When We Grow Up

We humans don’t yet know what we’re going to be when we grow up.

In my morning senryu, which I call zentao, I often close with the last line “not civilized yet.” Here’s an example:

We can do better.
We have the tools and knowledge.
Not civilized yet.

A lot of those senryu are written in anger. If we were civilized, this thing wouldn’t happen. Or we know better than this; we could be civilized.

This is rooted in an idea I’ve had for many years that every established group of people – particularly the wealthy ones – thinks they are civilized. We are civilized, unlike the people from a thousand, a hundred, fifty years ago.

Or, more dangerously, we are more civilized than those people over there, which often becomes an excuse to kill them.

This is not a popular theory. Once on a science fiction convention panel I suggested we humans weren’t even close to civilized, and got a lot of pushback from everyone else.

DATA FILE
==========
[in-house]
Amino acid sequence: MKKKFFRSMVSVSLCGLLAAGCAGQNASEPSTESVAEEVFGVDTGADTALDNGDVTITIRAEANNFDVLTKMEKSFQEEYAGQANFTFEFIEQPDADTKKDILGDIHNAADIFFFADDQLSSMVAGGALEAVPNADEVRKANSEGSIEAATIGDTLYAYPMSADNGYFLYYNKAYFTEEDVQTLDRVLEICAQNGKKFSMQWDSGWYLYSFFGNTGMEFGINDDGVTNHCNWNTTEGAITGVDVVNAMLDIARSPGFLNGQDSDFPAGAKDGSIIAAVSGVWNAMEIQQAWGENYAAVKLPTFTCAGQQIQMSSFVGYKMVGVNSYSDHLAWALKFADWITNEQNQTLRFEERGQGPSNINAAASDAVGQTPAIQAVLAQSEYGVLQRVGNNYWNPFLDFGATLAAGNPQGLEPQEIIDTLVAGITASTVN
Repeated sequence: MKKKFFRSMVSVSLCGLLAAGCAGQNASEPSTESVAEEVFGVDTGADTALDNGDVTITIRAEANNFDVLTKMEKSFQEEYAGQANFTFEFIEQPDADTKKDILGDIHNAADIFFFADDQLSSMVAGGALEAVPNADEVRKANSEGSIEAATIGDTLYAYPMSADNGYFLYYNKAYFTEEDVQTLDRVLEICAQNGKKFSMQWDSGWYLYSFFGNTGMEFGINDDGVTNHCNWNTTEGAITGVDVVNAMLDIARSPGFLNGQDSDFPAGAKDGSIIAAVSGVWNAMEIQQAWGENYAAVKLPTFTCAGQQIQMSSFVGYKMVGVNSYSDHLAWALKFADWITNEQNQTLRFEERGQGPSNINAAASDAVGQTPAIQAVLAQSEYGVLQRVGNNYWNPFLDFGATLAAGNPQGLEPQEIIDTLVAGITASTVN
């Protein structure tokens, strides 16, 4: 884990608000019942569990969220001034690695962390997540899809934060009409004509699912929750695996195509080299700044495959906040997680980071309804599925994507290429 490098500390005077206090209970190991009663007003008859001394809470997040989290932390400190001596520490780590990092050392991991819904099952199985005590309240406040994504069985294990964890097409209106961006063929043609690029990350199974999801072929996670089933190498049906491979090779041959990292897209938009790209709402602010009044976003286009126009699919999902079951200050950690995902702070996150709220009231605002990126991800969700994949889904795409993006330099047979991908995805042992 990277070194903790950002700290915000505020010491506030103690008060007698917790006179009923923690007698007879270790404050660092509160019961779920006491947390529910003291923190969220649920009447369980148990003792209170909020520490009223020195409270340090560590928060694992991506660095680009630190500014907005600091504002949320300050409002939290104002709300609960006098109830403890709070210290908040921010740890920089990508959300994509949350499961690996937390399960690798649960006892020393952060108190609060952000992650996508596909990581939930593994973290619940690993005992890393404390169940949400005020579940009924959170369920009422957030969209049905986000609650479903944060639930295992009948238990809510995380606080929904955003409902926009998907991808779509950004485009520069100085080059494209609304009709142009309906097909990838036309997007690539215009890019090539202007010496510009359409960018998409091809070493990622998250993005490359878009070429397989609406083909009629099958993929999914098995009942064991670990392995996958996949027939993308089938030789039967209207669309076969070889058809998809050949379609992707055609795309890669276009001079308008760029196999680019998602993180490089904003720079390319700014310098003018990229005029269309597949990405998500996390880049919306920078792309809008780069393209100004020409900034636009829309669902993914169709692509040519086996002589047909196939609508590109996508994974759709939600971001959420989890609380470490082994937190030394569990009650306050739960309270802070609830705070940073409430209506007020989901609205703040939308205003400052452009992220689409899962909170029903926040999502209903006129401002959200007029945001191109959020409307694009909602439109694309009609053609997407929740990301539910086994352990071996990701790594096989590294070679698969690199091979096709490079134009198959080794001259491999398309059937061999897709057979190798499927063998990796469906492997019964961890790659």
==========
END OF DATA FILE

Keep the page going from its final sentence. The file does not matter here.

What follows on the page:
Of course, it depends on what you mean by civilized. My own conception of that is long and complex, but the gist of it is a world in which we use what we know and can learn to make good lives for all in sustainable ways.

As we were driving across the country this past week, my sweetheart, having gone down a rabbit hole online based on something we’d noticed, told me that the horse was first domesticated by humans maybe 6,000 years ago.

(My sweetheart also suggests that teenage girls first domesticated the horse. It’s an interesting theory.)

And it suddenly dawned on me – because my mind goes down its own rabbit holes – that human beings are a very young species.

Of course we aren’t civilized. We haven’t been around long enough. Continue reading “When We Grow Up”